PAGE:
sl4shd0rk writes "Taking a page out of the TSA handbook, the Supreme Court has voted to allow strip searches for any offense, no matter how minimal. The article cites these two tidbits from Justice Anthony Kennedy: 'Every detainee who will be admitted to the general [jail or prison] population may be required to undergo a close visual inspection while undressed,' and 'Maintaining safety and order at detention centers requires the expertise of correctional officials.'"
Hardware

D-Wave Announces Commercially Available Quantum Computer 133

Posted by timothy
from the you-either-have-one-or-you-don't dept.
New submitter peetm writes "Computing company D-Wave has announced they're selling a quantum computing system commercially, which they're calling the D-Wave One. The D-Wave system comes equipped with a 128-qubit processor designed to perform discrete optimization operations. A qubit is the basic unit of quantum information – analogous to a bit in conventional computing. For a broader understanding of how qubits work, check out Ars Technica's excellent guide."
GNOME

Data Breach Flaw Found In Gnome-terminal, Xfce Terminal and Terminator 184

Posted by timothy
from the so-it-can-be-fixed-now dept.
suso writes "A design flaw in the VTE library was published this week. The VTE library provides the terminal widget and manages the scrollback buffer in many popular terminal emulators including gnome-terminal, xfce4-terminal, terminator and guake. Due to this flaw, your scrollback buffer ends up on your /tmp filesystem over time and can be viewed by anyone who gets ahold of your hard drive. Including data passed back through an SSH connection. A demonstration video was also made to make the problem more obvious. Anyone using these terminals or others based on libVTE should be aware of this issue as it even writes data passed back through an SSH connection to your local disk. Instructions are also included for how to properly deal with the leaked data on your hard drive. You are either encouraged to switch terminals and/or start using tmpfs for your /tmp partition until the library is fixed."
Canada

Canadian Music Industry Wants Subscriber Disclosure Without Court Oversight 211

Posted by Soulskill
from the they-get-cranky-when-the-leafs-lose dept.
An anonymous reader writes "The incredible demands of the Canadian music industry as it seeks a massive overhaul of Canadian copyright law continues. It is seeking increased liability for social networking sites, search engines, blogging platforms, video sites, and many other websites featuring third party contributions, plus a new iPod tax, and an extension in the term of copyright. Last week, it went further, demanding a requirement for Internet providers to disclose customer name and address information to copyright owners without court oversight as well as takedowns with no due process and unlimited statutory damages."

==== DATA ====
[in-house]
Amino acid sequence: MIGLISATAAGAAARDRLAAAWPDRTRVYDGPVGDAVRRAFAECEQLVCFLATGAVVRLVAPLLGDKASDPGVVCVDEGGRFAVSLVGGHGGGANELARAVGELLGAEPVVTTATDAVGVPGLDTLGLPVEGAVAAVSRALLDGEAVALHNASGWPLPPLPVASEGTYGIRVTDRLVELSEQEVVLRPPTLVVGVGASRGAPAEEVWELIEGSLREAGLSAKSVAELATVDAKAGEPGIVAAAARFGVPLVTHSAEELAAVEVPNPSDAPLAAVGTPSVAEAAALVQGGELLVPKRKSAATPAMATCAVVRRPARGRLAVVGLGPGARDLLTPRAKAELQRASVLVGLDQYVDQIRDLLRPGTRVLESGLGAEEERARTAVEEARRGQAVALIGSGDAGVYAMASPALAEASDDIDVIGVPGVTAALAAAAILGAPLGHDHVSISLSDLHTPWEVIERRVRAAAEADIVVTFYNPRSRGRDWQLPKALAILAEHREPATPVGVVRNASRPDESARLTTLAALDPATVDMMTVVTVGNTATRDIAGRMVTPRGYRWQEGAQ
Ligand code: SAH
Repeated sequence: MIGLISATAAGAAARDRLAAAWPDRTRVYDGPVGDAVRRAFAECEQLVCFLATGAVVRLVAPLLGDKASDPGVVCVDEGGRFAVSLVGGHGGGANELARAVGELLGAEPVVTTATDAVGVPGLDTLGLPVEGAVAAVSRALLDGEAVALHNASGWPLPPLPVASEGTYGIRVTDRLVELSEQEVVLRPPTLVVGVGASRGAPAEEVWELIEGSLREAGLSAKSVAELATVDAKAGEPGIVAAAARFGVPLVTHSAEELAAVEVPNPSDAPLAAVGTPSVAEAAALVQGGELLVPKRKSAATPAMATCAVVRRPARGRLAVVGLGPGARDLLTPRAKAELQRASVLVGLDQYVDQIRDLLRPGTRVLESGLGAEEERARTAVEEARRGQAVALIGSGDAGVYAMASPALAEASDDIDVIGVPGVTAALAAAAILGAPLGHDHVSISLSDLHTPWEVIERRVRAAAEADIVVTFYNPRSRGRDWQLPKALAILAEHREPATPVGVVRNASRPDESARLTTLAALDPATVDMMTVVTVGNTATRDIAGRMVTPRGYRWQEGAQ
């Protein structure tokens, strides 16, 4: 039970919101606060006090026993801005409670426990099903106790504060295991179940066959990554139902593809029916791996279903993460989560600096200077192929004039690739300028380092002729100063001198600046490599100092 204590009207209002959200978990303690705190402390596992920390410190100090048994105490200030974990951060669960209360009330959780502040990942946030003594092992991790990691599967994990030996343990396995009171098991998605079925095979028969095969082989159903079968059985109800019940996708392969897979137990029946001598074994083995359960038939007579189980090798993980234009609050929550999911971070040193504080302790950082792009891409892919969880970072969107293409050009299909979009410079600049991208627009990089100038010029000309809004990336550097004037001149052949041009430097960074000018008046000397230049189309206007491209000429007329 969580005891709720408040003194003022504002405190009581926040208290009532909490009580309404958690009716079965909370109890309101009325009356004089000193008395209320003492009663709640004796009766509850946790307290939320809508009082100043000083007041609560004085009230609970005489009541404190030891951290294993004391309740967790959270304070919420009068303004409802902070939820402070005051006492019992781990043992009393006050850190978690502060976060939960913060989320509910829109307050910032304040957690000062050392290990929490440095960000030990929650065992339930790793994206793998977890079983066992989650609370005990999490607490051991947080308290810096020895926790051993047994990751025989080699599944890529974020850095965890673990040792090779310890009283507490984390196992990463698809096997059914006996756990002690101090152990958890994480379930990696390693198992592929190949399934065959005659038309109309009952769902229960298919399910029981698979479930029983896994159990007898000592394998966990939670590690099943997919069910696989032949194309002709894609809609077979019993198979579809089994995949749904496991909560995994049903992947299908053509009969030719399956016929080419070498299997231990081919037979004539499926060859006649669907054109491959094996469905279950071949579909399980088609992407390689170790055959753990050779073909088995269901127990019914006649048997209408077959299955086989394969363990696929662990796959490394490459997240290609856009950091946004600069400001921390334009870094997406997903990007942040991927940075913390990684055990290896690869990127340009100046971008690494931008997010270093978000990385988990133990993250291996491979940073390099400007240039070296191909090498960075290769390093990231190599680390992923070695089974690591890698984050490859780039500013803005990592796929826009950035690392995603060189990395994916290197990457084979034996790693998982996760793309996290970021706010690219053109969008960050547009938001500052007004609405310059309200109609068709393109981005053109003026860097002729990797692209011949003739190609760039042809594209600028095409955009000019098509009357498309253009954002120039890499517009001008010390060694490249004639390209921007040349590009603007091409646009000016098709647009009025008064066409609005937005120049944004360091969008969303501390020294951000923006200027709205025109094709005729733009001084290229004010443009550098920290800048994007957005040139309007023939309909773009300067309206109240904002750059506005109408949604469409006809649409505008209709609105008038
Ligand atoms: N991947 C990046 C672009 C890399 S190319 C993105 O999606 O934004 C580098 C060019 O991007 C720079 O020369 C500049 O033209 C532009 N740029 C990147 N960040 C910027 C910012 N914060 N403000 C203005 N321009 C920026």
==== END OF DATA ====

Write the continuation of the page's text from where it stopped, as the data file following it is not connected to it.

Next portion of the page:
Security

Ask Slashdot: Using Company Laptop For Personal Use 671

Posted by samzenpus
from the in-the-privacy-of-your-own-home dept.
An anonymous reader writes "I'm starting a new job soon, and I will be issued a work laptop. For obvious reasons I cannot name any names, but I can state that I do expect my employer to have tracking software on the laptop, and I expect to not be the administrator on the device. That being said, I am not the kind of person who can just 'not browse the internet.' If I ever have to travel with this laptop, I may want to read an ebook or watch a movie or maybe even play a game. I can make an image of the drive, then wipe the machine, and restore it back to its former state if I ever have to return it. I can use portable apps off a usb key and browse in private mode. The machine will be encrypted, but I can also make myself my own little encrypted folder or partition perhaps. Are there any other precautions I could or should take?"

Comment: Re:What? East Texas Jury? (Score 1) 151

by knifeyspooney (#38996219) Attached to: Texas Jury Strikes Down Man's Claim to Own the Interactive Web

If the lawsuit had succeeded, the effects would have been so widespread and so damaging. With so many powerful corporations affected, perhaps the government would finally be forced to promulgate some authentic patent reform. (In other words, this lawsuit was so crazy, it just might have worked!)

Education

UCLA Professor Says Conventional Wisdom on Study Habits Is All Washed Up 329

Posted by timothy
from the my-insomnesia-got-me-through-school dept.
An anonymous reader writes "Taking notes during class? Topic-focused study? A consistent learning environment? According to Robert Bjork, director of the UCLA Learning and Forgetting Lab, distinguished professor of psychology, and massively renowned expert on packing things in your brain in a way that keeps them from leaking out, all are three are exactly opposite the best strategies for learning."

If a camel is a horse designed by a committee, then a consensus forecast is a camel's behind. -- Edgar R. Fiedler